Insight report: Latin American wind sector hit by Covid-19 and debt

Some countries badly hit by virus and debt, but region's longer-term prospects look strong

Colombia currently only has a single wind farm (right) but held a tender for 1GW in 2019 (pic: Cueva Lovelle/flickr)
Colombia currently only has a single wind farm (right) but held a tender for 1GW in 2019 (pic: Cueva Lovelle/flickr)

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Despite suffering one of the world´s worst outbreaks of Covid-19 and the likely absence of any renewable energy auctions this year, wind capacity has continued to expand rapidly in Brazil. Thanks to the implementation of a new financing model by state development bank BNDES last year, capacity is expected to grow by more than 50% to 24.2GW by 2024, according to national wind energy association ABEE.

In August, Norwegian energy firm Equinor applied to Brazilian environment regulator IBAMA to carry out an environmental impact assessment to develop an offshore wind project. The project, located 20km off the coast of the Rio de Janeiro and Espiritu Santo states, could have up to 4GW of capacity.

Argentina has overtaken Chile to become South America’s second largest wind energy producer behind Brazil, with just over 2GW of installed capacity. But the country’s swirling debt crisis, which culminated in a deal to restructure $65 billion worth of government debt in August, has slowed investment.

Following industry lobbying, the government agreed in August to give developers that won contracts in last year’s renewable energy tender an additional five months — until 30 November — to raise the necessary funding to sign final power purchase agreements.

Development of wind energy in Mexico has been blocked by efforts by the federal government to strengthen state control over the energy industry. After growing by 26% to almost 5.7GW in 2019, wind capacity is expected to rise by only around 100MW this year as dozens of projects were halted by a grid operator Cenace to suspend testing on new wind and solar plants. However, in August, developers won a key legal victory over the government when Mexico’s supreme court overturned the decision.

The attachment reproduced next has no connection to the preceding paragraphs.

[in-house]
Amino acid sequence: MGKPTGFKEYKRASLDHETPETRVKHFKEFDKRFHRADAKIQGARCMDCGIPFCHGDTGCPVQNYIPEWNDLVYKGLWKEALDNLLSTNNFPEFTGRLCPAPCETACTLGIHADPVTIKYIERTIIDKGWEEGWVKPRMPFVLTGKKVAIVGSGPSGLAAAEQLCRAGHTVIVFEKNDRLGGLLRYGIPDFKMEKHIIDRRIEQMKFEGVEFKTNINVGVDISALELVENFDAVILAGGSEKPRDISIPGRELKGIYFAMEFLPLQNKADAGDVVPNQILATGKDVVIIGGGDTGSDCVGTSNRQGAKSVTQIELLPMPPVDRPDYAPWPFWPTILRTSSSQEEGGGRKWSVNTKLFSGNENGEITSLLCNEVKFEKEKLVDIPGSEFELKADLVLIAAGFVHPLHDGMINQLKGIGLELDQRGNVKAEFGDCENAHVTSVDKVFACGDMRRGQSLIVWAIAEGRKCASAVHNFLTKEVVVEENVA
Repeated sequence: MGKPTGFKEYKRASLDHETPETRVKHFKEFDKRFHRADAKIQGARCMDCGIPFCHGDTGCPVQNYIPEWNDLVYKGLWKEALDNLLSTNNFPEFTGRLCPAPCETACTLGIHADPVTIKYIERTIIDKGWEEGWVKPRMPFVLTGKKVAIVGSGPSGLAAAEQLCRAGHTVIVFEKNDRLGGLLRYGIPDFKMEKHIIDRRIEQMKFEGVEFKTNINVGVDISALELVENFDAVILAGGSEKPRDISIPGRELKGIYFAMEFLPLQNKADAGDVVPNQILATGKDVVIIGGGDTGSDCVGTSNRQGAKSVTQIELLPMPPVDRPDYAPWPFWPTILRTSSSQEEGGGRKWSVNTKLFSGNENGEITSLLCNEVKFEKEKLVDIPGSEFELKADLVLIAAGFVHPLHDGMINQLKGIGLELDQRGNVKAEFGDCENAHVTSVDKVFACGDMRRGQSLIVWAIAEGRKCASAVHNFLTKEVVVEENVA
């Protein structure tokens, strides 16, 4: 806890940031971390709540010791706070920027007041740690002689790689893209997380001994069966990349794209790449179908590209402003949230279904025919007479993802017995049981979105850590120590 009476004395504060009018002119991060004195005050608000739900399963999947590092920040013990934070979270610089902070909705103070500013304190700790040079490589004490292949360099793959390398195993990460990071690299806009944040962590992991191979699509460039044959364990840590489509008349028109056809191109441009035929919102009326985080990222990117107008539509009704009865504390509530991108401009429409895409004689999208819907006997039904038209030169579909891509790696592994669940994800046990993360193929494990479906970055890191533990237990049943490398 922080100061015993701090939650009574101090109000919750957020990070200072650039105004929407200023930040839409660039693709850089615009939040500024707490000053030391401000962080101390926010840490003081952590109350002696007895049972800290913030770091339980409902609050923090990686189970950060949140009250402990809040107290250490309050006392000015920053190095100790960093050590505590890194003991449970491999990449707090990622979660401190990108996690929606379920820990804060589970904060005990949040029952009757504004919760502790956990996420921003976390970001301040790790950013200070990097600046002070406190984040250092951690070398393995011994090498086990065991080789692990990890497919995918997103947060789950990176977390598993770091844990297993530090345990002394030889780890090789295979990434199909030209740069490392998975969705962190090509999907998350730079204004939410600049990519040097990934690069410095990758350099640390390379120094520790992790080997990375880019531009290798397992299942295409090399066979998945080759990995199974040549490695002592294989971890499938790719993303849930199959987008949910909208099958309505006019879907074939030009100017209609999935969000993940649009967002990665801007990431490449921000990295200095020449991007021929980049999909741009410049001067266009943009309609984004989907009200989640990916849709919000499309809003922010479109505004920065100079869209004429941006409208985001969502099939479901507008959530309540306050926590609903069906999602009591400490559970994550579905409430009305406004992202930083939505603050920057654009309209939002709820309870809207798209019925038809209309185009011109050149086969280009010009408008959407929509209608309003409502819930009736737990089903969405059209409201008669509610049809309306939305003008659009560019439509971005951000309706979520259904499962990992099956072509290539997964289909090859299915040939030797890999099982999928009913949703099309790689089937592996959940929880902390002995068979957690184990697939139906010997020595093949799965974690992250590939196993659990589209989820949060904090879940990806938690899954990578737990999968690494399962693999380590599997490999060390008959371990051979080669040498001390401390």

In Chile, wind development has accelerated this year, with capacity under construction rising fourfold over last year to more than 2GW in August, doubling existing wind capacity. The boom is set to continue as major contracts awarded by power distributors come into force over the next four years.

In September, Mainstream Renewable Power announced that it will build five wind and solar farms totalling 630MW, to come online between 2021 and 2022, with turbines supplied by Vestas, Nordex-Acciona and Siemens Gamesa Renewabe Energy (SGRE).

With projects already under construction, this means Mainstream alone is due to commission 951MW of wind capacity online in Chile by the end of 2022.

Colombia has become the latest nation in South America to bet on its significant wind potential. Following the awarding of contracts for 1GW of wind energy in the country’s first ever renewable energy auction last year, preparation for several wind farms are now underway, concentrated in the north-east Guajira region.

Italy’s Enel is planning to build three wind farms totalling 508MW in the region over the coming years.

In August, state oil firm Ecopetrol issued green bonds worth COP 300 billion ($81 million), part of which will be used to strengthen transmission capacity between Guajira and the rest of the country.

However, Colombia remains a long way behind its neighbours. The country’s only wind farm, commissioned in 2004, resumed operations in July after being forced to close following a ruling by the energy regulator requiring it to adopt newer technologies. Power firm Empresas Publicas de Medellin (ESP) appealed the decision and the 19.5MW Jeripachi wind farm will now be able to continue operating until the end of its term in 2023.

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